Real life-quotes from inner city kids are brought to life in a shocking “Sesame Street”-style series, shedding light on the lessons better left unlearned. By Seyi Peter-Thomas.
“Everyone on my street knows when you hear guns, you gotta duck, dodge, and roll.” — Antonio, age 9
Heartbreaking truths like Antonio’s, along with dozens of other “life lessons,” are learned each day by children living in underprivileged urban areas rife with poverty, violence, and drugs. In a shocking series from VML/Kansas City and Station director Seyi Peter-Thomas, “educational” songs were derived from the harrowing, and unfortunately common, experiences of Youth Ambassadors participants, like what to do to stave off hunger or in the event of a shoot-out. To amplify the message, the team tapped into a well-known childhood medium — a colorful Sesame Street-style puppet show — to craft a series of shorts named “Welcome to My Neighborhood.”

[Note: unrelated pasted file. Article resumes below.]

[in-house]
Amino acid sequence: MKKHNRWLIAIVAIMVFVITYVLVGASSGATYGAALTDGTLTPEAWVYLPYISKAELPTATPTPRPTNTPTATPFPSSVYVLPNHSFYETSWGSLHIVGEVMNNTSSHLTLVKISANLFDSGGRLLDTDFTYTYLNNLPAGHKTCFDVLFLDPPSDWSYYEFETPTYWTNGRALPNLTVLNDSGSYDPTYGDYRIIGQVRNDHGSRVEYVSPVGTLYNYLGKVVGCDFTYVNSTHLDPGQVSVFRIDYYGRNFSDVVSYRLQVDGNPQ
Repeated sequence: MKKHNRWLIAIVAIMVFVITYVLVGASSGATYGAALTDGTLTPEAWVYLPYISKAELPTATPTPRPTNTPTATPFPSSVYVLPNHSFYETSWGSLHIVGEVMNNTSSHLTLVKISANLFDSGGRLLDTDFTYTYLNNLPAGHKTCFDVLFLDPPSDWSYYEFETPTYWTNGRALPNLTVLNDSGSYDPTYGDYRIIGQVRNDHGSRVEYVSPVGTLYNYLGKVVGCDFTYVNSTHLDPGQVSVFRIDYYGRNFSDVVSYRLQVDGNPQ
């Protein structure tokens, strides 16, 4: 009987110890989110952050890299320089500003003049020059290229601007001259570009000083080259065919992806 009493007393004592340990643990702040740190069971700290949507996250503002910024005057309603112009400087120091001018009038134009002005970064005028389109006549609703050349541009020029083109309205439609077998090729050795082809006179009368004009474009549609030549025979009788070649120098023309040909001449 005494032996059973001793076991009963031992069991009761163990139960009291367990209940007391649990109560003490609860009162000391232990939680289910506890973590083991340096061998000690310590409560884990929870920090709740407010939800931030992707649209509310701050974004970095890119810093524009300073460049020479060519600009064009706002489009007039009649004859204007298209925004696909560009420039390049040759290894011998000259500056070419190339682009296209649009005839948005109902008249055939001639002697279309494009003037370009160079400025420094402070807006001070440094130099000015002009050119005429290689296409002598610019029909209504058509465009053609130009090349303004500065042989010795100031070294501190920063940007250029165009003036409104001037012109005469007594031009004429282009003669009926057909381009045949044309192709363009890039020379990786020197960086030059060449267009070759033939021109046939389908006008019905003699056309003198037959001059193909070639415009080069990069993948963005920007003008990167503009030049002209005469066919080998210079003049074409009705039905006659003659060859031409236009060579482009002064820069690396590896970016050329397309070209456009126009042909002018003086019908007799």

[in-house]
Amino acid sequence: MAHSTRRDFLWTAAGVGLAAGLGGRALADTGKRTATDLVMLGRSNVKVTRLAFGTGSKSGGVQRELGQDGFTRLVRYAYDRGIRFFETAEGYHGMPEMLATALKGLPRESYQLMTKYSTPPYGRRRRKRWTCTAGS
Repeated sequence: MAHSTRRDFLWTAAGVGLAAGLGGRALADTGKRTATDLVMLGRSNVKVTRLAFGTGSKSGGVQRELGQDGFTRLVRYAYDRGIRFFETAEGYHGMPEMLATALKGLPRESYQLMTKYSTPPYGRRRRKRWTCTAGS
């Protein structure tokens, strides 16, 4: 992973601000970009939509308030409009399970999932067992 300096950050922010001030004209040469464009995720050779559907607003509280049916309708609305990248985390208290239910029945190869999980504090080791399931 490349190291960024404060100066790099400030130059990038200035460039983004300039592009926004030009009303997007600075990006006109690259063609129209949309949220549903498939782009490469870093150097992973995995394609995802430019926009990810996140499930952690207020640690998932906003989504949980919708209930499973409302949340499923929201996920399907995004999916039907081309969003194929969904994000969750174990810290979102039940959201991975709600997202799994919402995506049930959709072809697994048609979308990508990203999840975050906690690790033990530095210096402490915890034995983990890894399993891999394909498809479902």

“I knew instantly when I read the concept that it would be a very exciting tightrope walk,” Seyi says. “It was crucial that we struck the exact right tone to tell these all-too-serious stories in a genre that we normally think of as light and frivolous.” With the help of A-list puppeteers and the catchy, upbeat tunes, there is a stark contrast crafted through the juxtaposition of the positivity of typical American children’s programming and the grim realities learned by the large demographic of kids trapped in a cycle of poverty.
The Kansas City Youth Ambassadors program seeks to change these patterns by raising awareness and putting a spotlight on the children and teens fighting to make their voices heard. As such, the video series was unveiled at a fundraising event in Kansas City in the spring. Branded as the lessons that no one should have to learn, the audience was visibly more and more uncomfortable with each passing film — exactly as intended by the creators. Watching the films is not half as uncomfortable as having to learn those lessons.
The audience is meant to understand that something is very wrong, and the question is: How do we make it right?